Richard Hamming

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Richard Wesley Hamming (February 11, 1915January 7, 1998) was an American mathematician whose work had many implications for computer science and telecommunications. He received the 1968 Turing Award "for his work on numerical methods, automatic coding systems, and error-detecting and error-correcting codes."


  • The purpose of computing is insight, not numbers.
    • Richard Hamming (1962) Numerical Methods for Scientists and Engineers. Preface
  • Typing is no substitute for thinking.
    • Richard W. Hamming; cited in: John G. Kemeny, ‎Thomas E. Kurtz (1987) Structured BASIC programming. p. 118
  • In science if you know what you are doing you should not be doing it.
    In engineering if you do not know what you are doing you should not be doing it.
    Of course, you seldom, if ever, see the pure state.
    • The Art of Doing Science and Engineering: Learning to Learn (1997), p. 5

One Man's View of Computer Science (1969)[edit]

1968 Turing Award lecture, Journal of the ACM 16 (1), January 1969, p. 3–12

  • The only generally agreed upon definition of mathematics is "Mathematics is what mathematicians do." [...]
    In the face of this difficulty [of defining "computer science"] many people, including myself at times, feel that we should ignore the discussion and get on with doing it. But as George Forsythe points out so well in a recent article*, it does matter what people in Washington D.C. think computer science is. According to him, they tend to feel that it is a part of applied mathematics and therefore turn to the mathematicians for advice in the granting of funds. And it is not greatly different elsewhere; in both industry and the universities you can often still see traces of where computing first started, whether in electrical engineering, physics, mathematics, or even business. Evidently the picture which people have of a subject can significantly affect its subsequent development. Therefore, although we cannot hope to settle the question definitively, we need frequently to examine and to air our views on what our subject is and should become.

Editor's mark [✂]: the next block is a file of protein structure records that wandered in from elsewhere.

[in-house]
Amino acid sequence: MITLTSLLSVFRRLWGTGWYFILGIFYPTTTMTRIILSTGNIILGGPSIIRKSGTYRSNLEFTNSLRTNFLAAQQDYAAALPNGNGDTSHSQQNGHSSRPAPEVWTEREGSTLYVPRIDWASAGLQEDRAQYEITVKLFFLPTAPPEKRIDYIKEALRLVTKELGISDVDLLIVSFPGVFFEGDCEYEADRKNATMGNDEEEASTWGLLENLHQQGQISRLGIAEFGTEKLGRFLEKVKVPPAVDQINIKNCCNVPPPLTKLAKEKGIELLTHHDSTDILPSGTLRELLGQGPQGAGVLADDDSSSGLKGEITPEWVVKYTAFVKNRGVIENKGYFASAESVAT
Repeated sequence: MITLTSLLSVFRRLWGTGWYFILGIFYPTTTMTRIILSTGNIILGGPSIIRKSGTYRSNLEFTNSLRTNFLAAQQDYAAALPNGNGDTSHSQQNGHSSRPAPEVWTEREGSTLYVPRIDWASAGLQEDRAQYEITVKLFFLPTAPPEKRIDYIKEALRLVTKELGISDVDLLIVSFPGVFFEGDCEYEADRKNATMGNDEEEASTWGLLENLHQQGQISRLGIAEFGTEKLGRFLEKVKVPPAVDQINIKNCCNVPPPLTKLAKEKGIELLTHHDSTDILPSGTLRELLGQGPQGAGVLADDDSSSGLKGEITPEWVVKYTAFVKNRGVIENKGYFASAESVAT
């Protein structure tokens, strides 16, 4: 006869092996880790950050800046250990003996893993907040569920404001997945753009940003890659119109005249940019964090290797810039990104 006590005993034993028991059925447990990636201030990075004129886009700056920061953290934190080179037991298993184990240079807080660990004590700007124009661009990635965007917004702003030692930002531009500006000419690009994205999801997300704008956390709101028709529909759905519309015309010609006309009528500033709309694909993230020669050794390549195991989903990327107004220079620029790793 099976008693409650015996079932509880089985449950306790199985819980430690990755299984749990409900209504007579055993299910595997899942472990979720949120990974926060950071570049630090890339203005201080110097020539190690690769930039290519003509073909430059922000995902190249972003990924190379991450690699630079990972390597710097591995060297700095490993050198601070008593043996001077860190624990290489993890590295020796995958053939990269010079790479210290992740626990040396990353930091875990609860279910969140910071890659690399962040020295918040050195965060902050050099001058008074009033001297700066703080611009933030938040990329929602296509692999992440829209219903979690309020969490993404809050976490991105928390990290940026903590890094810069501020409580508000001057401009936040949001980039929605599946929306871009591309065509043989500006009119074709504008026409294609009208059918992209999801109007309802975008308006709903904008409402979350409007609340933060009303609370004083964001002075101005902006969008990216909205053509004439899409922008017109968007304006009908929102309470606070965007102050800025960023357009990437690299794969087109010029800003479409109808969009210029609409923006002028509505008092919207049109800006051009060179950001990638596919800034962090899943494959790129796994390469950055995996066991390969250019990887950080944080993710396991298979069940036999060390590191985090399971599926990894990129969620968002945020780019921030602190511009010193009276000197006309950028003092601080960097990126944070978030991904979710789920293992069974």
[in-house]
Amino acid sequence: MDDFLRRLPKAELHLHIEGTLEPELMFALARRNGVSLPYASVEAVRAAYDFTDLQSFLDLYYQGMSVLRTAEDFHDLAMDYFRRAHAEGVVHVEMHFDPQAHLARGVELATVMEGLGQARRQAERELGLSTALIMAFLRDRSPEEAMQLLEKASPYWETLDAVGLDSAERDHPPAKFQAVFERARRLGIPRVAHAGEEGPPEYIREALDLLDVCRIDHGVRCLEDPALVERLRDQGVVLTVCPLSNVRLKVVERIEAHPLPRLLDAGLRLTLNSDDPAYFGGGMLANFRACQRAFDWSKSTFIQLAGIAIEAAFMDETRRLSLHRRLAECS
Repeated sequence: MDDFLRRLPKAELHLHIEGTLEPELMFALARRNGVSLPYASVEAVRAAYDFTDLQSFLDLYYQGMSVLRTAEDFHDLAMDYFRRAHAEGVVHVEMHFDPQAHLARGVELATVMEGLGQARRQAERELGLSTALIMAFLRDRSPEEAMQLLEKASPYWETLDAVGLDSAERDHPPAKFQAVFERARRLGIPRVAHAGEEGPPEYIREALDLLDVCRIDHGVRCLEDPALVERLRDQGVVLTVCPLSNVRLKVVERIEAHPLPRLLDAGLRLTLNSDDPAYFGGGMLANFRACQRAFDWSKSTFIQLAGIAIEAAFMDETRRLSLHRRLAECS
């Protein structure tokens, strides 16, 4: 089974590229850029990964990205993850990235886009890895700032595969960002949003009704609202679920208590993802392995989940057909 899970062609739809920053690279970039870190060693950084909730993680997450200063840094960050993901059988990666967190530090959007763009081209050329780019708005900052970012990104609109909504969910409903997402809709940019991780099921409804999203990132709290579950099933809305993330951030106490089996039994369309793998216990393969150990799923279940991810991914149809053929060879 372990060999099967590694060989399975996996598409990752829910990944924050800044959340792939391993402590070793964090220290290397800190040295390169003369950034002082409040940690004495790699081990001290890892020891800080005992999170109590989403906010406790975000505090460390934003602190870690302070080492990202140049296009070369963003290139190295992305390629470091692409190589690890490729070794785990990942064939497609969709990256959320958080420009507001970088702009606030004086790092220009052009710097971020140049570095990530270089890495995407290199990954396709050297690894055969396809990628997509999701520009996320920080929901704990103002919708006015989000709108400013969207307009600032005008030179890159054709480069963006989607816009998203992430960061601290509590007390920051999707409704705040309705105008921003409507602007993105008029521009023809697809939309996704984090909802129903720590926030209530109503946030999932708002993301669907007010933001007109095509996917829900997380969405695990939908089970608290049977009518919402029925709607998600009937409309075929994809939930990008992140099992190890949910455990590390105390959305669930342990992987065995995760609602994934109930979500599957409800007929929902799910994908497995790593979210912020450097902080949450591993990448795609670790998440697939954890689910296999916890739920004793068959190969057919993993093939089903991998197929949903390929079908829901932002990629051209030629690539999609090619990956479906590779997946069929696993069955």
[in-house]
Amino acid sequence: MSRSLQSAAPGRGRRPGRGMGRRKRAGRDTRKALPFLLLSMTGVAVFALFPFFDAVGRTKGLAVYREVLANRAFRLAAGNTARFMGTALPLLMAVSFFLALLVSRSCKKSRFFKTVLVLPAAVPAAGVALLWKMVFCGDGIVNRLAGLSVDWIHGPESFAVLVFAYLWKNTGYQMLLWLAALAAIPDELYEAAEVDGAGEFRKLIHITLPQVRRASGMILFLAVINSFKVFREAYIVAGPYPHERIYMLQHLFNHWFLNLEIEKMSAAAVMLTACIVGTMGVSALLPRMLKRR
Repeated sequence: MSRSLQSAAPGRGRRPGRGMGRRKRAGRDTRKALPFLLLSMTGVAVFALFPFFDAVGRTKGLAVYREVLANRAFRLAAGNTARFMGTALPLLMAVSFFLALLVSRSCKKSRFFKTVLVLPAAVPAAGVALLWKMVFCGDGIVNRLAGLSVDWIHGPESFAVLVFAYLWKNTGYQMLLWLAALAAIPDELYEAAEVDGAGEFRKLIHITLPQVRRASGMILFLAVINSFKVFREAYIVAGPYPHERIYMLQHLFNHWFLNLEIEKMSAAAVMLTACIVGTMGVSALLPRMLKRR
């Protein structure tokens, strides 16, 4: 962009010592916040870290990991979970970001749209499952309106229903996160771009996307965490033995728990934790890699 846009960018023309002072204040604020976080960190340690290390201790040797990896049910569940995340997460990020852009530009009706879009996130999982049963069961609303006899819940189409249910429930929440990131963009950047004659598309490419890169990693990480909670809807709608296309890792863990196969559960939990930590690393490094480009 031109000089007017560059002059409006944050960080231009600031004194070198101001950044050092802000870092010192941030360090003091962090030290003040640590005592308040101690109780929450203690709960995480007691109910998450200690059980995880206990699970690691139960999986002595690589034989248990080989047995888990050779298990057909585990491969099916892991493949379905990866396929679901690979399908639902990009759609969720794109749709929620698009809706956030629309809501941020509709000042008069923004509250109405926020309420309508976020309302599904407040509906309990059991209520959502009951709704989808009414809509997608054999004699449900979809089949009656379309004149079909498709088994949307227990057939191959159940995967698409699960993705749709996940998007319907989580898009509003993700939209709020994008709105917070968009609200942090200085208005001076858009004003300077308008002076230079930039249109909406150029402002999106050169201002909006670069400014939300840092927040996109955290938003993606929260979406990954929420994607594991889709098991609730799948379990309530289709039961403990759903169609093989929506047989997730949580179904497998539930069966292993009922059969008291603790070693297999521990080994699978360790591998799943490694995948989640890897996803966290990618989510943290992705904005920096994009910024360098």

• *Hamming cites Forsythe, G.E., "What to do until the computer scientist comes", Am. Math. Monthly 75 (5), May 1968, p. 454-461.
  • Without real experience in using the computer to get useful results the computer science major is apt to know all about the marvelous tool except how to use it. Such a person is a mere technician, skilled in manipulating the tool but with little sense of how and when to use it for its basic purposes.
  • Indeed, one of my major complaints about the computer field is that whereas Newton could say, "If I have seen a little farther than others, it is because I have stood on the shoulders of giants," I am forced to say, "Today we stand on each other's feet." Perhaps the central problem we face in all of computer science is how we are to get to the situation where we build on top of the work of others rather than redoing so much of it in a trivially different way. Science is supposed to be cumulative, not almost endless duplication of the same kind of things.

The Unreasonable Effectiveness of Mathematics (1980)[edit]

The American Mathematical Monthly 87 (2), February 1980, pp. 81-90

  • The Postulates of Mathematics Were Not on the Stone Tablets that Moses Brought Down from Mt. Sinai.